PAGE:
The latices are made by free radical aqueous emulsion polymerization. Free radical aqueous emulsion polymerization and copolymerization of ethylenically unsaturated monomers is well known to those skilled in the art. In this connection please see Whitby et al, "Synthetic Rubber," John Wiley & Sons, Inc., New York, 1954; Bovey et al., "Emulsion Polymerization," High Polymers, Vol. IX, Interscience Publishers, Inc., 1955; Schildknecht, "Vinyl and Related Polymers," John Wiley & Sons, Inc., New York, 1952; "Encyclopedia of Polymer Science and Technology," Vol. 3 (1965), Vol. 5 (1966), Vol. 7 (1967), Vol. 9 (1968) and Vol. 11 (1969), Interscience Publishers, a division of John Wiley & Sons, Inc., New York and U.S. Pat. No. 4,145,494. The technique of polymerizing or copolymerizing one or more monomers in the presence of a polymer or a substrate, "grafting technique," is known and is frequently called graft polymerization or graft copolymerization. In this connection, please see "Proceedings Of The Third Rubber Technology Congress," 1954, W. Heffer & Sons, Ltd., Cambridge, pages 185-195; Ham, "Copolymerization," High Polymers, Vol. XVIII, Interscience Publishers a division of John Wiley & Sons, New York, 1964; Burlant and Hoffman, "Block and Graft Polymers," Reinhold Publishing Corporation, New York, 1960; Ceresa, "Block and Graft Copolymers," Butterworth & Co. (Publishers) Ltd., London, 1962; Ceresa, "Block and Graft Copolymerization," Vol. 1 (1973) and Vol. 2 (1976), John Wiley & Sons, Ltd., New York; and Battaerd and Tregear, "Graft Copolymers," Polymer Reviews, Vol. 16, Interscience Publishers, a division of John Wiley & Sons, New York, 1967. The graft copolymer may contain all graft copolymer but also may be a mixture of homopolymers, copolymers as well as the graft itself, depending on the rate of polymerization of the monomers under the polymerization conditions and so forth.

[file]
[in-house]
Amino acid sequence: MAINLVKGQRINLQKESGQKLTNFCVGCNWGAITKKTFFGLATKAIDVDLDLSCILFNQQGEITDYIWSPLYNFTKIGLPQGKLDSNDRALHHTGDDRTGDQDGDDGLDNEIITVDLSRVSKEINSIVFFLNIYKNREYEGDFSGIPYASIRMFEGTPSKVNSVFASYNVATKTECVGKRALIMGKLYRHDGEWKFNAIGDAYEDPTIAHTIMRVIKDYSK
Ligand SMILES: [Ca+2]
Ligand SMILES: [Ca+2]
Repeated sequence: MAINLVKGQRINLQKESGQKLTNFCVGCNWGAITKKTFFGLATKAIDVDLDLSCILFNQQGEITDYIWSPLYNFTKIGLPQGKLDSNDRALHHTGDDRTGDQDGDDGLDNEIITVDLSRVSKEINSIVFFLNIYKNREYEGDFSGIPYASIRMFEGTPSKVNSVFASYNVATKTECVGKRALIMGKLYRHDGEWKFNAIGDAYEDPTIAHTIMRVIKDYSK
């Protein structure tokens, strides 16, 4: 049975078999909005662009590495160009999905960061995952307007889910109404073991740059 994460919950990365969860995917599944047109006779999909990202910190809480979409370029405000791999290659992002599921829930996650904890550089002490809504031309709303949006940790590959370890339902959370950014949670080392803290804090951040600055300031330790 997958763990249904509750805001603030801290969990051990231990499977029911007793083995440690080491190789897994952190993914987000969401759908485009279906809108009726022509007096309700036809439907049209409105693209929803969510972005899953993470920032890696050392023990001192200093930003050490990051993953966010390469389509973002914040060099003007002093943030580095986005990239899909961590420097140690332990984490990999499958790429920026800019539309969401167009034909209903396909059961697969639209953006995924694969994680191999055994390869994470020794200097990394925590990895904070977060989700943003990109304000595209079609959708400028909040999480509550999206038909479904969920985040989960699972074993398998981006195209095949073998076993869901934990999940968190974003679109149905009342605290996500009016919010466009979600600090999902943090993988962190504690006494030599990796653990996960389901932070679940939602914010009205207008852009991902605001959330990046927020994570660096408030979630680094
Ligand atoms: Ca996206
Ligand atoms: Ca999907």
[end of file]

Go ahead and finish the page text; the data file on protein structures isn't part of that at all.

These polymers may be filled with soft clays, hard clays, barytes, silicas and sillicates, calcium carbonate, alumina trihydrate and so forth as well as antidegradants, fire and flame retardants, biocides and so forth. The fillers may be used in an amount of up to about 500 phr (parts by weight per 100 parts by weight of rubber), preferably from about 100 to 300 phr. It is preferred to use fillers with the polymer.
The froth aid can be sodium lauryl sulfate, natural fatty acid soaps, silicones and so forth. U.S. Pat. No. 4,172,067 discloses a froth aid useful for a carboxylated latex comprising urea, sodium salt of condensed naphthalene sulfonic acid, a blend of C8 to C18 fatty alcohols, ammonium or sodium lauryl sulfate and water.
Carpet backing, froth aids, latices and apparatus are disclosed in the following U.S. patents: U.S. Pat. No. Re. 28,682; U.S. Pat. Nos. 3,516,975; 3,549,589; 3,804,700; 3,849,156; 4,049,587; 4,096,303; 4,197,342; 4,239,821; 4,288,486 and 4,323,474.